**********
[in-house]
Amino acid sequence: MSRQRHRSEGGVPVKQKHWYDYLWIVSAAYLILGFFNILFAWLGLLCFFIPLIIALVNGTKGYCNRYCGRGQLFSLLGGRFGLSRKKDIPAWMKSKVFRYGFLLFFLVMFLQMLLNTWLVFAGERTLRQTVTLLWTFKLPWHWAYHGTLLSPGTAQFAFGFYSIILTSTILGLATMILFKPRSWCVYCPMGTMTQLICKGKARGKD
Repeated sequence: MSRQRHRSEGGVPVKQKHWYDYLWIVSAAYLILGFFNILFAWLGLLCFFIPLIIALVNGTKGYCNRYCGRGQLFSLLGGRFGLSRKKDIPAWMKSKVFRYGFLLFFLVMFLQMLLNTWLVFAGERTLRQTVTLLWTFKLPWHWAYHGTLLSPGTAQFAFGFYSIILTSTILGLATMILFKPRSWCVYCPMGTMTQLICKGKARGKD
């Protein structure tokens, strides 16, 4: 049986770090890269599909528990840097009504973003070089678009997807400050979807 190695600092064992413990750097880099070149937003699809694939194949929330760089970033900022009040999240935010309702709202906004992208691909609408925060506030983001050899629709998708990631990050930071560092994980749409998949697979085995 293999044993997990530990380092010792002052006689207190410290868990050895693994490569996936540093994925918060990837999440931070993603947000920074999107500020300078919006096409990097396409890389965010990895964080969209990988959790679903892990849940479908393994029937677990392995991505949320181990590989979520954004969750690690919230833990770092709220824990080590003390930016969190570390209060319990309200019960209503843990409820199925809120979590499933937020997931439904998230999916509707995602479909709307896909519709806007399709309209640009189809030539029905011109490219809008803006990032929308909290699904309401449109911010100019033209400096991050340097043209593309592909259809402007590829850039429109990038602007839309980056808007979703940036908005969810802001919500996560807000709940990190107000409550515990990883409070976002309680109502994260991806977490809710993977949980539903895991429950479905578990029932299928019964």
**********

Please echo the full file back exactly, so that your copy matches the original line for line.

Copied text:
[in-house]
Amino acid sequence: MSRQRHRSEGGVPVKQKHWYDYLWIVSAAYLILGFFNILFAWLGLLCFFIPLIIALVNGTKGYCNRYCGRGQLFSLLGGRFGLSRKKDIPAWMKSKVFRYGFLLFFLVMFLQMLLNTWLVFAGERTLRQTVTLLWTFKLPWHWAYHGTLLSPGTAQFAFGFYSIILTSTILGLATMILFKPRSWCVYCPMGTMTQLICKGKARGKD
Repeated sequence: MSRQRHRSEGGVPVKQKHWYDYLWIVSAAYLILGFFNILFAWLGLLCFFIPLIIALVNGTKGYCNRYCGRGQLFSLLGGRFGLSRKKDIPAWMKSKVFRYGFLLFFLVMFLQMLLNTWLVFAGERTLRQTVTLLWTFKLPWHWAYHGTLLSPGTAQFAFGFYSIILTSTILGLATMILFKPRSWCVYCPMGTMTQLICKGKARGKD
């Protein structure tokens, strides 16, 4: 049986770090890269599909528990840097009504973003070089678009997807400050979807 190695600092064992413990750097880099070149937003699809694939194949929330760089970033900022009040999240935010309702709202906004992208691909609408925060506030983001050899629709998708990631990050930071560092994980749409998949697979085995 293999044993997990530990380092010792002052006689207190410290868990050895693994490569996936540093994925918060990837999440931070993603947000920074999107500020300078919006096409990097396409890389965010990895964080969209990988959790679903892990849940479908393994029937677990392995991505949320181990590989979520954004969750690690919230833990770092709220824990080590003390930016969190570390209060319990309200019960209503843990409820199925809120979590499933937020997931439904998230999916509707995602479909709307896909519709806007399709309209640009189809030539029905011109490219809008803006990032929308909290699904309401449109911010100019033209400096991050340097043209593309592909259809402007590829850039429109990038602007839309980056808007979703940036908005969810802001919500996560807000709940990190107000409550515990990883409070976002309680109502994260991806977490809710993977949980539903895991429950479905578990029932299928019964």